"The Apache helicopters deal has been finalised and it would be flown, maintained and paid for by the IAF, said chief Air Chief Marshal NAK Browne.
"The bids for the heavy-lift helicopters were opened a few weeks ago and the IAF is currently evaluating the life cycle costing for 15 of these machines, " Browne added.
Both the US and Russia are locked in a battle to supply 15 heavy-lift helicopters to IAF, with the Boeing-manufactured CH-47 Chinooks slugging it out against the Russian Mi-26 choppers.
These 15 helicopters will replace IAF's Russian Mi-26 helicopters, of which just three to four remain serviceable, Browne said.
"The bids for the mid-air tanker competition were opened on Thursday, and the life cycle costs will be evaluated first."
The $2-billion contract for procuring six mid-air refuelling tanker planes has Russian-origin Ilyushin-78 and European A-330 MRTT in the race
"By the end of the 13th five-year plan, almost 75 % of the IAF would have been modernised," he said when asked if the current economic slowdown has affected the force's modernisation plans.
The IAF is also inducting 139 Russian Mi-17 V-5 medium-lift helicopters for an estimated $2.4 billion. The workhorse Mi-17 has been in service for decades but the new-model V-5 is a vastly superior machine with new engines, rotor blades and avionics. An IAF order for 80 Mi-17s is already being delivered, which is likely to be followed by an order for 59 more.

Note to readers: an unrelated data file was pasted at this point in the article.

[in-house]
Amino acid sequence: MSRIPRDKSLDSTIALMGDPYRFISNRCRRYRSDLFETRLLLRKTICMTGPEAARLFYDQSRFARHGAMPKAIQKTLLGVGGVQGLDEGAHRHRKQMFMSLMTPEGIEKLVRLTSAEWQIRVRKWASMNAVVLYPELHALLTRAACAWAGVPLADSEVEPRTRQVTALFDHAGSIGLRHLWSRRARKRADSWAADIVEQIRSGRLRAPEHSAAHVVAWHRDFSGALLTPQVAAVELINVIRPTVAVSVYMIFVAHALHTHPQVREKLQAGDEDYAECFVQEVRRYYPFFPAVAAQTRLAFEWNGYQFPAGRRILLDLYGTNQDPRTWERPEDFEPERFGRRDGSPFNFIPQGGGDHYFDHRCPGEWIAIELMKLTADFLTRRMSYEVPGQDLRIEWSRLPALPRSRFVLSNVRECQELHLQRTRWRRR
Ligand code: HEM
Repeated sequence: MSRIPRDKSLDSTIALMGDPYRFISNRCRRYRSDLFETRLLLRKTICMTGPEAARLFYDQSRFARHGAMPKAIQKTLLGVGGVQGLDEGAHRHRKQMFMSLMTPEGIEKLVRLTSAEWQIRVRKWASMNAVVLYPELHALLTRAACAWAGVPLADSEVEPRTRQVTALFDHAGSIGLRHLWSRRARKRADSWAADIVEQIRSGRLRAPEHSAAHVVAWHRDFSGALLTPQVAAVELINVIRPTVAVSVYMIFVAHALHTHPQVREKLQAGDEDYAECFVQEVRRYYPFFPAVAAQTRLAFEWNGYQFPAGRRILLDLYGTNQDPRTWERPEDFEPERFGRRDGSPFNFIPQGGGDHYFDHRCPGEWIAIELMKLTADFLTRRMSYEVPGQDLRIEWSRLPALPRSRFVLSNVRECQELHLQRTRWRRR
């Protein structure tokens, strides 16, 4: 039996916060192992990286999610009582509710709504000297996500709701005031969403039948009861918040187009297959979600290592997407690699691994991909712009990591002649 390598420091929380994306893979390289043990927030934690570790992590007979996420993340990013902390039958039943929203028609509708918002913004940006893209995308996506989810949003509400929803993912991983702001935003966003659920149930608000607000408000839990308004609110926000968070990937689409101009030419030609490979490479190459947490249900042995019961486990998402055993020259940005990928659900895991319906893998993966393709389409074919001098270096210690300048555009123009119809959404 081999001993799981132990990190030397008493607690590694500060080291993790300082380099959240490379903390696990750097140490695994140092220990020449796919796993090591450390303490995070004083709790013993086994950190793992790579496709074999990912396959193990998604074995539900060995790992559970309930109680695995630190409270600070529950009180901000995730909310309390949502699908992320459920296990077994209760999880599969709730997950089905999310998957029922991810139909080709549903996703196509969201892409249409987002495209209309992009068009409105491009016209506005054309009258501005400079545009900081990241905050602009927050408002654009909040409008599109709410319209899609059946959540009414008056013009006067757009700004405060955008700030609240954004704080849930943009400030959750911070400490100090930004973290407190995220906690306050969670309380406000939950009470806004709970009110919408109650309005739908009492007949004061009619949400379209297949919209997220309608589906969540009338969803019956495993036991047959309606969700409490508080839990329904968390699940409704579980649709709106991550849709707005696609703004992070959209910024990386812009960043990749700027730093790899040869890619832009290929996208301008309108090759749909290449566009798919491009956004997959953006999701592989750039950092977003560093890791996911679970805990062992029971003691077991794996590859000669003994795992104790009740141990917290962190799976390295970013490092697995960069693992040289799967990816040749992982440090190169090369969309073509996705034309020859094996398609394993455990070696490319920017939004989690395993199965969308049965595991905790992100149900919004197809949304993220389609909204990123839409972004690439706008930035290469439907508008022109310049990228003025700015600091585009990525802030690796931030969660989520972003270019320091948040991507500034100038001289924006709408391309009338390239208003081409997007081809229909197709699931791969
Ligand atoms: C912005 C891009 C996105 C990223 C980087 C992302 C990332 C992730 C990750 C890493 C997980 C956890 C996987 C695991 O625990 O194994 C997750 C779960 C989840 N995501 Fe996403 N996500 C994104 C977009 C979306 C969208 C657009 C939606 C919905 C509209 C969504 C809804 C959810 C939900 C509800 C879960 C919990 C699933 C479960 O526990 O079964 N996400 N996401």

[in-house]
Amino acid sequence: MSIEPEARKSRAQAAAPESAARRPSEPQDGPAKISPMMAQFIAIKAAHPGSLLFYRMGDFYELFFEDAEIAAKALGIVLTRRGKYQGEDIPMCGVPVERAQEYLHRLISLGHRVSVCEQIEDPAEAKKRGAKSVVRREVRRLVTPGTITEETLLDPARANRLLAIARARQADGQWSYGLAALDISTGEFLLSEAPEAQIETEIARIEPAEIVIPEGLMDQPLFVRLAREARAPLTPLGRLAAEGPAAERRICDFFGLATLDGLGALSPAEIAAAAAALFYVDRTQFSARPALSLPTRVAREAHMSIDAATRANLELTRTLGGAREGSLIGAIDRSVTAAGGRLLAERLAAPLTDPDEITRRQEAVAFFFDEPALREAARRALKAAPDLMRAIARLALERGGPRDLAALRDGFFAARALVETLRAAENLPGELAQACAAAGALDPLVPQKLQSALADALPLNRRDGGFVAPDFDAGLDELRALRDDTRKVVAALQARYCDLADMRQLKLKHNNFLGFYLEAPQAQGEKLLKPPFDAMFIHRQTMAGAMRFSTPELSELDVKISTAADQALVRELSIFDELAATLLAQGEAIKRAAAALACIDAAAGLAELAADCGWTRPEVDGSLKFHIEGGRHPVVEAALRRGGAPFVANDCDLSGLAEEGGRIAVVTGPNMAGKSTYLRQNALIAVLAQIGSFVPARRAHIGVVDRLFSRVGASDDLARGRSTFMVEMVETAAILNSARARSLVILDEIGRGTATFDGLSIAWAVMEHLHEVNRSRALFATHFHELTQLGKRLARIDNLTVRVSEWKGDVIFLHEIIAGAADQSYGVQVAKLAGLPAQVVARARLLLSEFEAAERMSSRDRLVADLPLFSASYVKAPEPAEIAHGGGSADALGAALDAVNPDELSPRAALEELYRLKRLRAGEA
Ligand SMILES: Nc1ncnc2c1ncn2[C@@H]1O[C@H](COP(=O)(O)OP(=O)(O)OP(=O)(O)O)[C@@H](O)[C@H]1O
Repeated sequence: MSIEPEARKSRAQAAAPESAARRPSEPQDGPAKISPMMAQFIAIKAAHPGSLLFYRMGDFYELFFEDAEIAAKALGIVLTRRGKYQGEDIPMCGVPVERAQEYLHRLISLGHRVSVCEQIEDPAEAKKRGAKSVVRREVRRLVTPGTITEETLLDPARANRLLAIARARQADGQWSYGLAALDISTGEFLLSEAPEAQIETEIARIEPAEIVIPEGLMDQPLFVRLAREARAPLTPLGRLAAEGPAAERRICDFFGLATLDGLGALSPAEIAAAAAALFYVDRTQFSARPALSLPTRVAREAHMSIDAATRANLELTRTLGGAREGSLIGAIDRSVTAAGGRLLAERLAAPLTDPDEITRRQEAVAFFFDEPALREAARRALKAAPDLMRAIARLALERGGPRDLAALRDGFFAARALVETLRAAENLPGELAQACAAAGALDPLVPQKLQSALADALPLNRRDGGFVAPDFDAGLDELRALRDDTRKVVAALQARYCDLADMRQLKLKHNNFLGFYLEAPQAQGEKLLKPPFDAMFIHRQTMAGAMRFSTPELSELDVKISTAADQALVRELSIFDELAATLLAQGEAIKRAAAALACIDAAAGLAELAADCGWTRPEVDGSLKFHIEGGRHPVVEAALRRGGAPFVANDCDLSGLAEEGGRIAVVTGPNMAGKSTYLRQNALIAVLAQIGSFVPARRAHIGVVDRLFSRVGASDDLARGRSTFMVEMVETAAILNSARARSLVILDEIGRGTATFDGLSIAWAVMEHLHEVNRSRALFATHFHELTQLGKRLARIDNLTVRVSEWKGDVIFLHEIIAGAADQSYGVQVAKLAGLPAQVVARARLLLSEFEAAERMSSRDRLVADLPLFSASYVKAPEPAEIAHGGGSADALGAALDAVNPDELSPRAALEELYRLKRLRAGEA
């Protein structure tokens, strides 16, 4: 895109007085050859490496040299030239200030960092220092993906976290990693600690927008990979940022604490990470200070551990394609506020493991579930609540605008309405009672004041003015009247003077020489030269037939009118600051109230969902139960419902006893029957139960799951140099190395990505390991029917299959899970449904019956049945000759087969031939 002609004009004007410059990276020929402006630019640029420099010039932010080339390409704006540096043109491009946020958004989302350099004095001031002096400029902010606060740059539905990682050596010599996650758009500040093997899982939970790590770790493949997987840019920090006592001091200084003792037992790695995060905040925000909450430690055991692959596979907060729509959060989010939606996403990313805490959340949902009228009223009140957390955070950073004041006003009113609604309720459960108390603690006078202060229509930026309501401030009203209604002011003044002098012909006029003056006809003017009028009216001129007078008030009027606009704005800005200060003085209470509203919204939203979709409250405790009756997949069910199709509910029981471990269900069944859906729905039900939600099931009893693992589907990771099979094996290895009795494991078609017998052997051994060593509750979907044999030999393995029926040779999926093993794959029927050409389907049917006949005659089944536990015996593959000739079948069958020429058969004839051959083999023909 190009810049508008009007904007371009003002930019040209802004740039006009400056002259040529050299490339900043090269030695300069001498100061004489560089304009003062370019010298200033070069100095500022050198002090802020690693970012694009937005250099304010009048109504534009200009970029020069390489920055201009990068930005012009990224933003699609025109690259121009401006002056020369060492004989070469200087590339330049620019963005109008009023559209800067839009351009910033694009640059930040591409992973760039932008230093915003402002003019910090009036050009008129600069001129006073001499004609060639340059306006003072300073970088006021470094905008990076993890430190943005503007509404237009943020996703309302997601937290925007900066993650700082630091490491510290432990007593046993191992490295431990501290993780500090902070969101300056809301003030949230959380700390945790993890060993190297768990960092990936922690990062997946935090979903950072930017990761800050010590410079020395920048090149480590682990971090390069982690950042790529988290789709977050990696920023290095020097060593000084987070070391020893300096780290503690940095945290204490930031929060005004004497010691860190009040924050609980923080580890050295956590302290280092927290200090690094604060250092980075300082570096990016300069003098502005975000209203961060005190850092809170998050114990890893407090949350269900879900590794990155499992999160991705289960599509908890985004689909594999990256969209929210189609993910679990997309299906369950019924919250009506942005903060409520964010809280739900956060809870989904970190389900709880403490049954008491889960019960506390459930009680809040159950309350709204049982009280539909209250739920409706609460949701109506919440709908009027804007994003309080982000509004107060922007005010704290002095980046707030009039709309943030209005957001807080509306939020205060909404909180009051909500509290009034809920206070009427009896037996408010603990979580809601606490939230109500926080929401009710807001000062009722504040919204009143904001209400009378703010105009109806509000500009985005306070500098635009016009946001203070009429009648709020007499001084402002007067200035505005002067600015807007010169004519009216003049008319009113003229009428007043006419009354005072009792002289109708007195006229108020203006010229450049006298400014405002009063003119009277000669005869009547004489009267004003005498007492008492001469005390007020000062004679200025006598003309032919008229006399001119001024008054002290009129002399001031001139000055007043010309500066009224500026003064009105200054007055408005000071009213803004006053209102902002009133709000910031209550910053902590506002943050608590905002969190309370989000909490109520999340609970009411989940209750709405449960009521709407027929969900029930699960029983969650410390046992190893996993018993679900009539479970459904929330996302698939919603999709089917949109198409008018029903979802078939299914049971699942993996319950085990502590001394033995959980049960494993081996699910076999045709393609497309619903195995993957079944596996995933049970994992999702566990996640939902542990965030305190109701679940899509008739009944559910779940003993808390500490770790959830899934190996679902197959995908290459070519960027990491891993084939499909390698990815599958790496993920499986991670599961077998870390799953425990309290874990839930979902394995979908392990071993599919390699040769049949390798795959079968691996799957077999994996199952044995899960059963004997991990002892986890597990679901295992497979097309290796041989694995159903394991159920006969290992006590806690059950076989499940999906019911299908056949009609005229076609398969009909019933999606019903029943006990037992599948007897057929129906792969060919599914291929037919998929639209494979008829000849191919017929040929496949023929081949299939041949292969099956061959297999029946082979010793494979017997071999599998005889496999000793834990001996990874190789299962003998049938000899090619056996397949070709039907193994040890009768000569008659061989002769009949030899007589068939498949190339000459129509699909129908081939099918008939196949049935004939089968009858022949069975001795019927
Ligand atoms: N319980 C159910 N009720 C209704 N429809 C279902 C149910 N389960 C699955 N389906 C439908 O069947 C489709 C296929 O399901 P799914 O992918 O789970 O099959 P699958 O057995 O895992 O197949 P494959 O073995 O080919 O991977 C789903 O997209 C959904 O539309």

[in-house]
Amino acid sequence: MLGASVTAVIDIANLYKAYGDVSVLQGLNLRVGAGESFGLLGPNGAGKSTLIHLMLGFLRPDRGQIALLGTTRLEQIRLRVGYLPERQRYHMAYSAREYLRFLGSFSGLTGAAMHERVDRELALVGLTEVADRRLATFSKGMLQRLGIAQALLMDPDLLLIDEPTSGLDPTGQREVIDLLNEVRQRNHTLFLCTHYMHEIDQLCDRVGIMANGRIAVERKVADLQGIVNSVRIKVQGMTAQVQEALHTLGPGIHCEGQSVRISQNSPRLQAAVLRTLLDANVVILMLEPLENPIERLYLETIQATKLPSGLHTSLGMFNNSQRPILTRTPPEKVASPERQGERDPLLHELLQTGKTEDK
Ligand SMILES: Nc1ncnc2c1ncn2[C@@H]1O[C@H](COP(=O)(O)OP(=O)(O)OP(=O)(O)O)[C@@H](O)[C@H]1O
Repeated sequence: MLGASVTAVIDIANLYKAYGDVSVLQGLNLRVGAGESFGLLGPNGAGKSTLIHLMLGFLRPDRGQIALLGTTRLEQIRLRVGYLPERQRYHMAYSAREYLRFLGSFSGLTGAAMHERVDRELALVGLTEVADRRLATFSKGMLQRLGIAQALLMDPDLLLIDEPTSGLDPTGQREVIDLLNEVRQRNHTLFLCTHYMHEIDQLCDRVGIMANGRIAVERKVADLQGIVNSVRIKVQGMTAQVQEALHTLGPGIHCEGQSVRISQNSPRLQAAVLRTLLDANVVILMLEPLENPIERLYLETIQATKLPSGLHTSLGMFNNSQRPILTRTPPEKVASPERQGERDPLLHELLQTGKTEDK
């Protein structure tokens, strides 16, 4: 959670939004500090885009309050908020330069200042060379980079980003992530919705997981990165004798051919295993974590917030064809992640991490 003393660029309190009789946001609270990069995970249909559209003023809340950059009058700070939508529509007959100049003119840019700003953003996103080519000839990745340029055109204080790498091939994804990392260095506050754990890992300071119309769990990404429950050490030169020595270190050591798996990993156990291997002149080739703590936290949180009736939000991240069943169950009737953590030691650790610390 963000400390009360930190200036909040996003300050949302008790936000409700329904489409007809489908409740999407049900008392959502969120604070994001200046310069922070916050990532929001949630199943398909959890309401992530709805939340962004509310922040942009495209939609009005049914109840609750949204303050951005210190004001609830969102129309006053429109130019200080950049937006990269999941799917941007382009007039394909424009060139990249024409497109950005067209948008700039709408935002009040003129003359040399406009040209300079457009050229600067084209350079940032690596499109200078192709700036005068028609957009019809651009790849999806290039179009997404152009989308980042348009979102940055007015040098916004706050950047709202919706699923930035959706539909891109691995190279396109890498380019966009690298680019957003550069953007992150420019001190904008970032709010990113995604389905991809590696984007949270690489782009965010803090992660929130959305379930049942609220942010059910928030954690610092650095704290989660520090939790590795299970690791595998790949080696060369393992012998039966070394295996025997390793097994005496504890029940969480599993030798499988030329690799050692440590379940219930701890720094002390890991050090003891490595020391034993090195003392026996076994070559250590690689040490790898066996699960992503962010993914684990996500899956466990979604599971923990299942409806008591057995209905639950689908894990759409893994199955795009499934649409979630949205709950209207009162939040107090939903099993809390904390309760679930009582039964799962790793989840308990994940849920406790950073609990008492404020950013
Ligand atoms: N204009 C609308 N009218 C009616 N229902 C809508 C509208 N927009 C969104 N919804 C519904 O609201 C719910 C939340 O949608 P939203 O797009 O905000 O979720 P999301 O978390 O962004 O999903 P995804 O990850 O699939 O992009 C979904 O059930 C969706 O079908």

The country's armed forces need 900 helicopters in the coming decade, including 384 light-utility and observation, 90 naval multirole, 65 light combat, 22 heavy-duty attack, 139 medium-lift and 15 heavy-lift among others.
The other big aviation deals bagged by the US include the $4.1-billion 10 C-17 Globemaster-III strategic airlift aircraft, the $2.1- billion eight P-8 I maritime patrol aircraft and a $962-million six C-130 J Super Hercules planes contract.